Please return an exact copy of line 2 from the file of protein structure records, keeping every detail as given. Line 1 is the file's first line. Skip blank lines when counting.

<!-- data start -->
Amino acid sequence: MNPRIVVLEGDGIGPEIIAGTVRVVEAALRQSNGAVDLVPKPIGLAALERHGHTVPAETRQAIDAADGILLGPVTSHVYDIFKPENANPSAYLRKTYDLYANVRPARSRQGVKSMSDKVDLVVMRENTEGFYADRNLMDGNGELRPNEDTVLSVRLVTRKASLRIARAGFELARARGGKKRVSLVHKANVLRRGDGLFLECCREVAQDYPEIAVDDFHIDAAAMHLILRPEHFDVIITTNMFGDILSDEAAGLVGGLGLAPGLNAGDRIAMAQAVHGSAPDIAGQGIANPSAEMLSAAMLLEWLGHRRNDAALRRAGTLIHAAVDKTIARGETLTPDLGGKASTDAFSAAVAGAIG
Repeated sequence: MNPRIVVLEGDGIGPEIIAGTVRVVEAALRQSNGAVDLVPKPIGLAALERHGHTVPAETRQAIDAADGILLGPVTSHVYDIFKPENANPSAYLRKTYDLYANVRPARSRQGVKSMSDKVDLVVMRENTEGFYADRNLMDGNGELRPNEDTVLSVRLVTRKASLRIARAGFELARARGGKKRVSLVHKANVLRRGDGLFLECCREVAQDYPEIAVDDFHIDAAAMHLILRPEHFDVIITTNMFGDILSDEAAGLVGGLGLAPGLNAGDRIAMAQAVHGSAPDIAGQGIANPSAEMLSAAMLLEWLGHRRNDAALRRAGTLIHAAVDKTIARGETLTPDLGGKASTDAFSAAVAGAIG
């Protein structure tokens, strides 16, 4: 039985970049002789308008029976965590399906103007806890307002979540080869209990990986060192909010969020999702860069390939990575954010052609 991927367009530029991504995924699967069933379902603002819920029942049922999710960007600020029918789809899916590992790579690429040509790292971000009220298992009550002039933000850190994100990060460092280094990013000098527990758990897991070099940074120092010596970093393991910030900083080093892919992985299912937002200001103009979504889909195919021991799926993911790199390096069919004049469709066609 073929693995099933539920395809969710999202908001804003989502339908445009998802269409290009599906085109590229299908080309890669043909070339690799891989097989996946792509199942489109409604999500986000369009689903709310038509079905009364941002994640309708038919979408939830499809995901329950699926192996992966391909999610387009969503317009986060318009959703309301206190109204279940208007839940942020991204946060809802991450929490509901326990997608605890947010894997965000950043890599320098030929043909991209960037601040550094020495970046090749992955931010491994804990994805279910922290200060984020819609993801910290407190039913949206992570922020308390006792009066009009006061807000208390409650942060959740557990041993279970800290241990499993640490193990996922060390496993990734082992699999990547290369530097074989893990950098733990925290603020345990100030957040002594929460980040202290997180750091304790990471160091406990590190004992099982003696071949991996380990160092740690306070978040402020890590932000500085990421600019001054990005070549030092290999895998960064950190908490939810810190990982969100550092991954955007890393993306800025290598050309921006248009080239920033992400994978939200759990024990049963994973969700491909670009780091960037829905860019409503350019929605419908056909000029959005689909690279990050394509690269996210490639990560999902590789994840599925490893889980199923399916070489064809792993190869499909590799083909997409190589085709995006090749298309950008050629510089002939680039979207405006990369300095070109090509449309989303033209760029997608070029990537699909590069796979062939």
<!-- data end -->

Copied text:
Repeated sequence: MNPRIVVLEGDGIGPEIIAGTVRVVEAALRQSNGAVDLVPKPIGLAALERHGHTVPAETRQAIDAADGILLGPVTSHVYDIFKPENANPSAYLRKTYDLYANVRPARSRQGVKSMSDKVDLVVMRENTEGFYADRNLMDGNGELRPNEDTVLSVRLVTRKASLRIARAGFELARARGGKKRVSLVHKANVLRRGDGLFLECCREVAQDYPEIAVDDFHIDAAAMHLILRPEHFDVIITTNMFGDILSDEAAGLVGGLGLAPGLNAGDRIAMAQAVHGSAPDIAGQGIANPSAEMLSAAMLLEWLGHRRNDAALRRAGTLIHAAVDKTIARGETLTPDLGGKASTDAFSAAVAGAIG